After landing in Italy, still jet lagged, I didn’t know what to expect. In fact, I was utterly nervous and sweating profusely. I’d never been to Italy before this summer, so I was pretty sure that if the cheese and wine didn’t clog my arteries and kill me, then the language barrier just might. Very few people speak English in Italy and French was out of the question. England was empowering, but Italy, besides discovering my love for cream-filled pastries, made me realize that something was missing.
In the land of olive oil, cheese and wine, I stayed with my aunt, her husband and my baby cousin. I did not yet know my purpose of visiting Italy besides spending quality time with family, having a good time and learning the history of the country, but I got much more than that.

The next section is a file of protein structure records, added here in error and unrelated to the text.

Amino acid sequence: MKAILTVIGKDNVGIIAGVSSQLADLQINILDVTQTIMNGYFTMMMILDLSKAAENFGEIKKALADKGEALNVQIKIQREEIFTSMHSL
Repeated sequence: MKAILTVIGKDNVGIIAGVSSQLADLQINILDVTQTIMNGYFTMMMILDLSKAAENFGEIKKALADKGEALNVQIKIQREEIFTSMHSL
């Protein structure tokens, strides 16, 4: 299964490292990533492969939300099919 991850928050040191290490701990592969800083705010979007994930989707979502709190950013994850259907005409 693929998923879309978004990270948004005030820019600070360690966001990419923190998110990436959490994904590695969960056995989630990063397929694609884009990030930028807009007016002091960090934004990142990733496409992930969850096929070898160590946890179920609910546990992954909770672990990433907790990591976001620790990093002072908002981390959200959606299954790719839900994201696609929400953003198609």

Everyone goes through a period of not knowing what they want or who they are as a person. In high school, when people said to me “tell me about yourself,” I honestly couldn’t tell them because I didn’t know. After finishing high school five years ago, I had a hunger for finding myself. I decided to start with where I came from. I strongly believe a person can not know who you are without knowing where they come from. Despite studying abroad in my family’s home country of Dominica for three years, I didn’t fully learn that. Who would’ve thought that I would learn about the missing part of my family tree from a country that has a completely different culture from the one that I was raised around.
It was amazing learning that my blood is a mixture of different races from both sides of my family leading back generations and during the times of slavery in Dominica. I went to Italy to learn about its history, but ended up learning about my own.
À la prochaine,